University of Montana Professor John Kimball has been working for ten years on a project called “SMAP” or Soil Moisture Active Passive. Specifically, Kimball has been working on an algorithm that can turn information gleaned from a NASA Satellite into usable data. Kimball explains what SMAP can do.

"We've been a contractor for NASA for many years," Kimball said. "We generate global environmental data records from a variety of satellites for the monitoring of vegetation over the globe, monitoring the global water cycle, vegetation stress, environmental effects on agricultural productivity, and forest range productivity monitoring as well."

All of Kimball’s hard work will be put to use after NASA launches a new satellite later this month.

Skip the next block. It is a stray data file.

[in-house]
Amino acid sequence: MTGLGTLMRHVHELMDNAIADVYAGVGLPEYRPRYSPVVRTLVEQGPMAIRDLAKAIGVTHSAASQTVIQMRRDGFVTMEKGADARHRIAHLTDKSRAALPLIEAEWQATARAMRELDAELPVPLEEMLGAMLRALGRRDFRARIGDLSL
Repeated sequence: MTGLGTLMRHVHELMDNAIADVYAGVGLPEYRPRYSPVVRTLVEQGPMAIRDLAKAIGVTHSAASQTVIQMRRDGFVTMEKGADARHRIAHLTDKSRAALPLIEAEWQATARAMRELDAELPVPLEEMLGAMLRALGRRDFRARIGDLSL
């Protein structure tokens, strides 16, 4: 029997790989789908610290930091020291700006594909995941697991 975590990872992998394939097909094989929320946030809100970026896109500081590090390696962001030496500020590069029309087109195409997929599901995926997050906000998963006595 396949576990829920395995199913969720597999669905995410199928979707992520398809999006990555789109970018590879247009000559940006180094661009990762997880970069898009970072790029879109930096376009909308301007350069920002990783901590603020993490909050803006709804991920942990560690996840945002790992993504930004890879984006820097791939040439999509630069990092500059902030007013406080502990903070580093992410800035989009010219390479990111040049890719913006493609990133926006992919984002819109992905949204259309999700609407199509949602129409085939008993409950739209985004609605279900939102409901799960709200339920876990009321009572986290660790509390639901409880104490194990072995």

"We wrote the software here at the University of Montana and tested it, and then we took those algorithms and that software, and we've integrated it into the mission possessing system over at Goddard," Kimball said. "The launch will occur January 29, and then, after a three month, what is called an in-orbit check-out period, we'll actually start to see data come through this processing system."

When in orbit, the Satellite will use emit microwaves to measure the moisture in th top two inches of the Earth’s crust. It will be able to map the entire globe every two to three days.